“I’m not sure,” she was saying. “There was some sort of singing, and a lot of talking.” My head snapped up to hear her better. I never got to listen to the full description of her confusion over the maror and her distaste for the matzo, because I had to excuse myself from the classroom to wipe the unexpected tears from my face.
The following year, when Passover came around I was back at in school at Dartmouth College, and things were different. Aunt Gene invited me to her big annual family Seder in Philadelphia. While my own worries of another Seder-less holiday were thus assuaged, I couldn’t rest until I knew that nobody else would go through what I had experienced. I filled up my car with people who needed a ride to their own Seder, making stops in Connecticut, New Jersey and New York on my way to Philadelphia. If I found someone who didn’t already have Seder plans, I brought that person along to my aunt’s house. Thankfully, Aunt Gene slipped in the two extra spaces at the table, with a minimum of the requisite familial guilt-tripping (I probably should have given her a bit more of a heads-up). I recruited Seder guests with the ferocity of an NCAA coach going after a four-star quarterback. I couldn’t allow anyone within traveling distance of my holiday meal to have even the slightest chance of missing out.
Another year went by, and this time, back home in Seattle, my mother’s Seder grew significantly, thanks to my invitation binges. My family’s relatively small eight-to-nine person dinner expanded until we needed all the leaves in the big dining room table to fit some 15 people. A friend‘s new girlfriend was raised Jewish? Join us! Someone mentions on Facebook they are stocking up on matzo? Come break (non) bread with me! I was like Oprah handing out cars: “You get an invite! You get an invite!”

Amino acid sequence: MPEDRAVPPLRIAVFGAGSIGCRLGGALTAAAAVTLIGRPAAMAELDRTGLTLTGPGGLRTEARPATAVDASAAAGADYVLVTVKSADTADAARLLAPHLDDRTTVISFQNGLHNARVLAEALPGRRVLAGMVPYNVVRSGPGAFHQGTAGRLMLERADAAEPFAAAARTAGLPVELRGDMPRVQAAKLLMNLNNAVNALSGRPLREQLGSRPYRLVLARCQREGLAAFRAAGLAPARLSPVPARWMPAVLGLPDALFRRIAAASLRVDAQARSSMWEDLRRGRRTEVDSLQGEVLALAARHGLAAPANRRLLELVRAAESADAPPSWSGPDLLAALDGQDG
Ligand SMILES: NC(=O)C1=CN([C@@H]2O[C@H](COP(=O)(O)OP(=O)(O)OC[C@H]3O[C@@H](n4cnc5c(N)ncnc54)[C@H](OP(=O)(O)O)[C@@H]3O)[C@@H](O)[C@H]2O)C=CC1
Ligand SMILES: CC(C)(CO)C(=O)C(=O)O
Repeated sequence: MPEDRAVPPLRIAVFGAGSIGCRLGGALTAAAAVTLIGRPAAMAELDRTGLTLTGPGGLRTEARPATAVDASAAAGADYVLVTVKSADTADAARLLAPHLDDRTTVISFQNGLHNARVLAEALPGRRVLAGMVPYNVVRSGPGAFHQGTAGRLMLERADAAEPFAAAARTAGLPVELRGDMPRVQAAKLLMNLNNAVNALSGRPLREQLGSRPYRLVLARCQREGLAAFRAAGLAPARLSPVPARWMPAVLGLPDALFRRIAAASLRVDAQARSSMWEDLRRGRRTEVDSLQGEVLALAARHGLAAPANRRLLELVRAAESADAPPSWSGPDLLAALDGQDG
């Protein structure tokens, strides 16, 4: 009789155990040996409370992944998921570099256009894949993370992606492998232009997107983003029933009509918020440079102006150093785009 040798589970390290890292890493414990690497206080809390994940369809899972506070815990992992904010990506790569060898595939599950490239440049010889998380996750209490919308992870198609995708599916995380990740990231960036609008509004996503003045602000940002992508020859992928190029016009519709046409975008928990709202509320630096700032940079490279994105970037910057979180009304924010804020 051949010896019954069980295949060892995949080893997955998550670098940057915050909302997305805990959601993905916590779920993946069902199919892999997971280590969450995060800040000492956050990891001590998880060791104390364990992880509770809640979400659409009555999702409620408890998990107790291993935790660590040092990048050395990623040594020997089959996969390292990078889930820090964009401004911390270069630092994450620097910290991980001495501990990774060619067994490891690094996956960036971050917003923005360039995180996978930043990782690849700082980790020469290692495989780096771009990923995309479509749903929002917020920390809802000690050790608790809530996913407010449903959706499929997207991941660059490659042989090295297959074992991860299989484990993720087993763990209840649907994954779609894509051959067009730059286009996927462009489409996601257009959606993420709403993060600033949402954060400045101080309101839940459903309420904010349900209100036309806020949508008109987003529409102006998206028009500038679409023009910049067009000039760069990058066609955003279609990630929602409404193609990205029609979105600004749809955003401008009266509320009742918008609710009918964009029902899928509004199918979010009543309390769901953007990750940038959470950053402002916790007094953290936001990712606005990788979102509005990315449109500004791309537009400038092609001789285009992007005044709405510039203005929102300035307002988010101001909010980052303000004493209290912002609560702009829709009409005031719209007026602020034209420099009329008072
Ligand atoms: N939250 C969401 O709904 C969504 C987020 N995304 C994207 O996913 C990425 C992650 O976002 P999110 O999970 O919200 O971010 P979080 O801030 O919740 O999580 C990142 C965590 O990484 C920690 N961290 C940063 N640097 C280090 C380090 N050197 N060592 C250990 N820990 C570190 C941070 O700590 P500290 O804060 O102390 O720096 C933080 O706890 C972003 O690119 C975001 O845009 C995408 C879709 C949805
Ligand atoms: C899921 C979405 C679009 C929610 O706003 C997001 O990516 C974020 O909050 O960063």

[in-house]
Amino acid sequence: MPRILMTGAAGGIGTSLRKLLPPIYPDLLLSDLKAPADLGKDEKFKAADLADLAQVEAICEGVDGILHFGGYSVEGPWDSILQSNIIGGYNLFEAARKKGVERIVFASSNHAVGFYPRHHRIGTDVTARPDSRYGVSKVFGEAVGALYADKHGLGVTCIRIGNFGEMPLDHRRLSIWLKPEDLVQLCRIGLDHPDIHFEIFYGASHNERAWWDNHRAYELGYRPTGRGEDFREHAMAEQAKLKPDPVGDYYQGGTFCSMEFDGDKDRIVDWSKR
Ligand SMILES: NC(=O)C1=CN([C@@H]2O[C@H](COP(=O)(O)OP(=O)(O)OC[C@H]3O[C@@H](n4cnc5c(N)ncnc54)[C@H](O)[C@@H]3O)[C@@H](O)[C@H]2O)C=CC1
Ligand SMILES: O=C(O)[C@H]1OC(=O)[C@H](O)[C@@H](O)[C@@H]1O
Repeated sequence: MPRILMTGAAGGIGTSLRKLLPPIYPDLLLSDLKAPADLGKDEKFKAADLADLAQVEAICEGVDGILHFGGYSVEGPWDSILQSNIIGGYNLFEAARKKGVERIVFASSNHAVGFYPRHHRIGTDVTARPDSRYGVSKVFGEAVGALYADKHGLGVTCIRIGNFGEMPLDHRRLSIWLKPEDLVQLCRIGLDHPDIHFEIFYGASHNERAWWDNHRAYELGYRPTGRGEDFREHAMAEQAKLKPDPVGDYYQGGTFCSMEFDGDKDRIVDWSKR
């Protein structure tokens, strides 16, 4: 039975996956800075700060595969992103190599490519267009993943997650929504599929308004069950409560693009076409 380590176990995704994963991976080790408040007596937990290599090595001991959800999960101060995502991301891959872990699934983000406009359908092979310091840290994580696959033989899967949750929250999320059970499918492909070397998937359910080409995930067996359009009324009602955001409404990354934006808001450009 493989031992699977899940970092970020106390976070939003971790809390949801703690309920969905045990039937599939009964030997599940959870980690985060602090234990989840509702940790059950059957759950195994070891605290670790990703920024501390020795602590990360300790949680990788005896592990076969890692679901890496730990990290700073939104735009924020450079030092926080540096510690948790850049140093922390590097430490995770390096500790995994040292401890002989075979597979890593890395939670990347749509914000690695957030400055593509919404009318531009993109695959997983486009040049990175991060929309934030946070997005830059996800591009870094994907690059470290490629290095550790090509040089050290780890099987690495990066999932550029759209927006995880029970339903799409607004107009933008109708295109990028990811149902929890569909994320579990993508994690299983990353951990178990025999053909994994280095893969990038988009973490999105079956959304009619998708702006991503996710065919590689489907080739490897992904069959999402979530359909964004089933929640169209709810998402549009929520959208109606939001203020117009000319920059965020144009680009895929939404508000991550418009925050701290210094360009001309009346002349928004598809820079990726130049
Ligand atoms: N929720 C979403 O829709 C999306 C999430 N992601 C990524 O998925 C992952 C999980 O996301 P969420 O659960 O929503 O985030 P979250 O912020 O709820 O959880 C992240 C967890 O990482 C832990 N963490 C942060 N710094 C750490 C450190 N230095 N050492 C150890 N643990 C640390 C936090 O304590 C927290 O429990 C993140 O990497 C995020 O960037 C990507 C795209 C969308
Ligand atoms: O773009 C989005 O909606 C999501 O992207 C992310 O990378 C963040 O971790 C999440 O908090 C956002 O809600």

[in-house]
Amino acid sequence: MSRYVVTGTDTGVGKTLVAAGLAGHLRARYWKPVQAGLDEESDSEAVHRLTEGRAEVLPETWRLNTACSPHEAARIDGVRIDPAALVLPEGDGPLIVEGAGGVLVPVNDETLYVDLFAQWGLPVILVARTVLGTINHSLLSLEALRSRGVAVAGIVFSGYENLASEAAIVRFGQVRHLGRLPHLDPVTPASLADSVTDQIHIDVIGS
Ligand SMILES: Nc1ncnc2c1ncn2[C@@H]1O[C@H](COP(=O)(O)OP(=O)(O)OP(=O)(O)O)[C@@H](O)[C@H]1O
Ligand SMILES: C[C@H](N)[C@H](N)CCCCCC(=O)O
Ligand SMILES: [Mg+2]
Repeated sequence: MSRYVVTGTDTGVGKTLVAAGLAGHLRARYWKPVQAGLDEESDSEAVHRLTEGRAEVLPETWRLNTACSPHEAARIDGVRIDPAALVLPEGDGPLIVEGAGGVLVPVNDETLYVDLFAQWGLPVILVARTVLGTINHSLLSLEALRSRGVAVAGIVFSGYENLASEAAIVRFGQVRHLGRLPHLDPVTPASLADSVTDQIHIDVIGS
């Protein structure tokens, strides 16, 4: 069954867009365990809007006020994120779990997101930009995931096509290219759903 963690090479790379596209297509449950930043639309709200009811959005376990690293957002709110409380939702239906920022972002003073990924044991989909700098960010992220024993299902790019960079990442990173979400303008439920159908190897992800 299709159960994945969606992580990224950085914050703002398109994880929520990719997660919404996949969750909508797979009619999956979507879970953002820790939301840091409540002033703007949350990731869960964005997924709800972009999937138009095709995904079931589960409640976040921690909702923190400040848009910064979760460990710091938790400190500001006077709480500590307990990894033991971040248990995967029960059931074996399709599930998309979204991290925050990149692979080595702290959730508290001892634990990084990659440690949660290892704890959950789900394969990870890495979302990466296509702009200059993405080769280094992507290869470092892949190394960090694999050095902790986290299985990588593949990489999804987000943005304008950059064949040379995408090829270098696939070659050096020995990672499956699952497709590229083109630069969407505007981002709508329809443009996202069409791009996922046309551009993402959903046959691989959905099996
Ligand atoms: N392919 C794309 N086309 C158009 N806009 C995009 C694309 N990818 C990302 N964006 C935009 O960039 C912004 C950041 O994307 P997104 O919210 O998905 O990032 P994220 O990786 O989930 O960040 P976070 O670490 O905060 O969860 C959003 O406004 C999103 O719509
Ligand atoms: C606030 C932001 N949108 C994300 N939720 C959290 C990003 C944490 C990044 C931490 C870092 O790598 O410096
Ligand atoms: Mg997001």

In the following years, I augmented my mother’s first-night Seder by starting a Seder for friends on the second night. I invited not only my Jewish friends and strangers, some of whom hadn’t seen a Seder since their grandfather led a four-hour service in Yiddish when they were a kid, but also anyone else I knew who might be excited to drink wine and eat good food. At these “Freders” the gentiles often outnumber the Jews, and the service is short, sweet and dotted with explanations to help first-timers understand what we are celebrating.
It was at the first of such Freders, in the middle of an explanation of why we (briefly) open the door and put out an extra glass of wine, that I realized the strength with which Passover’s meaning had burrowed deep within me. Alone in a foreign country, I had longed for someone to open his or her house and share a drink with me. I now understood that my invitations to strangers on Twitter or to friends of friends of friends were my modern way of following ancient, biblical commands. After all, the Haggadah begins the Passover story by exhorting us, “Let all who are hungry come and eat.”
Naomi Tomky is a Seattle-based food writer. Her writing can be found regularly in Lucky Peach, Serious Eats and Edible Seattle, and on her own blog, The Gastrognome.
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My Lonely Passover in Uruguay